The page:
With reference to Barkha Dutt’s article Who framed Maqbool? (December 9), though I am not supportive of the Hindutva philosophy, I am shocked. Perhaps, Barkha has not seen Husain’s paintings depicting Hindu deities. He has painted ‘Bharat Mata’ as a nude. To say that the artist did not name his depiction Bharat Mata is no excuse. The moderates among Hindus are silent because they don’t want to add to tensions. Freedom is real only as long as it does not offend or hurt others.
Husain’s paintings are an insult to all women. Can the nude paintings of Bharat Mata be said to contribute anything
to the cause of women? These paintings have offended the sensibilities of many people. Had Husain done a painting insulting Islam or other religions, there would have been serious trouble on the streets.
Barkha Dutt is unnecessarily defending Husain’s absurd creation. Earlier also, he had depicted Hindu deities in the nude and caused a furore. Barkha and her favourite painter should know that religion and patriotism are passions that can be trifled with only at one’s own risk.
Whatever the authorities did was right. Every democratic freedom of expression has limits. If Husain wants to express artistic freedom, let him also do so with the icons of other religions. He does not do so because he knows the consequences. Obviously, his fame and money have gone to his head.
Husain thinks he can do whatever he likes and get away with it. He has also painted Fatima Bi, who is covered from top to bottom, wherein even the contours of her eyes are not fully visible.
If an eccentric painter can have the freedom to produce such art, surely, the VHP and other Hindutva forces have the freedom to ask why he is inspired to paint Hindu goddesses in the nude. One man’s art can be graffiti for the other. If today we morph the picture of a public personality with that of a nude woman, all hell would break loose.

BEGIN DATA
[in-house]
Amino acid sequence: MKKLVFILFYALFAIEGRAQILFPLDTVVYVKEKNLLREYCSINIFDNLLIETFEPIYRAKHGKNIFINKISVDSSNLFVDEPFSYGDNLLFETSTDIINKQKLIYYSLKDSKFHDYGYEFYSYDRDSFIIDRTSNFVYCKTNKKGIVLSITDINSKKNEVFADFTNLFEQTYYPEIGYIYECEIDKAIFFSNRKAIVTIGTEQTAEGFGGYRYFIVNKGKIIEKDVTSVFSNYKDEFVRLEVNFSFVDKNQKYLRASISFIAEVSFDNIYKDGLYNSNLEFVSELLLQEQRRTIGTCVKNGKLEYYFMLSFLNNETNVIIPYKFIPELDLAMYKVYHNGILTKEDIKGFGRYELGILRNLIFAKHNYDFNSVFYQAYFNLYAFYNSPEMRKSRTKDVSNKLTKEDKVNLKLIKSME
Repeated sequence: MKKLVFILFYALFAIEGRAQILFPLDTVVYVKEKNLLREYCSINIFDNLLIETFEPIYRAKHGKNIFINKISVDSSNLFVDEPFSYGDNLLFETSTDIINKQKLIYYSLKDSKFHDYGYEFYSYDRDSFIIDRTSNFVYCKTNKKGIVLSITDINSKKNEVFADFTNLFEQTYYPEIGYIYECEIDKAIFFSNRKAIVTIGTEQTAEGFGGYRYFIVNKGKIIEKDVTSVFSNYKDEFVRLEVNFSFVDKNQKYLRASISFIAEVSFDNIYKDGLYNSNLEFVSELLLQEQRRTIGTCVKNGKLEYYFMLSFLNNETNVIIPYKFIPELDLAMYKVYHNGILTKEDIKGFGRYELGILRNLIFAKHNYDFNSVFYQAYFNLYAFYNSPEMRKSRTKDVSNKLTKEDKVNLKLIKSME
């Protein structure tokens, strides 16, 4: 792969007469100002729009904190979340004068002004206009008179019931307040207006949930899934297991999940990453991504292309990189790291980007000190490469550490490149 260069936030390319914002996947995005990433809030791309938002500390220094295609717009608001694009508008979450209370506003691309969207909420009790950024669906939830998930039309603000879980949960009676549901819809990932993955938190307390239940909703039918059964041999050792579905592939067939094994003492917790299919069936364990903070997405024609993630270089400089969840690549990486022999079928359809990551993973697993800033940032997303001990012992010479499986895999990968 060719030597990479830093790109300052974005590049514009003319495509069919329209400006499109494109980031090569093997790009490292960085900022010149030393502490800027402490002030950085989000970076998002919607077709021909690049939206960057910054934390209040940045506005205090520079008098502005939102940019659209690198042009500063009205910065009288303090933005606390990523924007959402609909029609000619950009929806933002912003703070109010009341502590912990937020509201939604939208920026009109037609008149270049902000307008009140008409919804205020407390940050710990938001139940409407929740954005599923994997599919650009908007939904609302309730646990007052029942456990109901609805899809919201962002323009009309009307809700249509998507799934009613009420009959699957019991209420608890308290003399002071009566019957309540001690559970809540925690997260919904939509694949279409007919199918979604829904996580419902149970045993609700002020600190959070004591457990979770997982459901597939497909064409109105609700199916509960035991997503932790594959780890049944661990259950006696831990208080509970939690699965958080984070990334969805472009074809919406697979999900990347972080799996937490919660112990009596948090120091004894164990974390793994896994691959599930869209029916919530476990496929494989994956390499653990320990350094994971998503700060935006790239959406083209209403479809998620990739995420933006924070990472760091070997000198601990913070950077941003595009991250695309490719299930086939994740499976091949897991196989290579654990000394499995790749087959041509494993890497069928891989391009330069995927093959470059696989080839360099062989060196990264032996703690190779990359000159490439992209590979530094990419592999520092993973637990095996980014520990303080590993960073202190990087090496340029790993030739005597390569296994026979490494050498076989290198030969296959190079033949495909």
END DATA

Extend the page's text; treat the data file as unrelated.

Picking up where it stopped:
A new leaf
Ashok Swain in his article Natural instinct (December 12) is right when he says the government should implement the Scheduled Tribes Bill, 2005, and promote the conservation of the environment. In addition, the Bill will help tribals earn their livelihood by providing mining and fodder rights and, thereby, discourage them from engaging in deforestation as a means of livelihood.
I agree with Manoj Joshi in the suitability of the indo-US agreement (It is a big deal, December 13). But the article falls short on two counts. First, in international relations, no country grants ‘favours’ to another. It is no coincidence that the US nuclear industry has been lobbying hard for this bill.
Second, to judge the deal on the template of power imbalances is flawed. Simply because the US administration is overturning long-held policy is no reason to accept it as good.
Sitaram Yechury in his article Suffering India (December 14) is aimed as a political stunt for the appeasement of minorities. This is just to exploit the political situation at the cost of the BJP.
Has Yechury written at any point of time about the privileges that the minorities have over the majority. He is just trying to court cheap popularity.
Indian hockey team’s dismal performance at the Asian Games has raised many questions on the fate of our national game. Why are we still playing long-pass hockey which is outdated? Why do we run out of steam in the final stages of any game? We should hand over the hockey federation to
a professional body.
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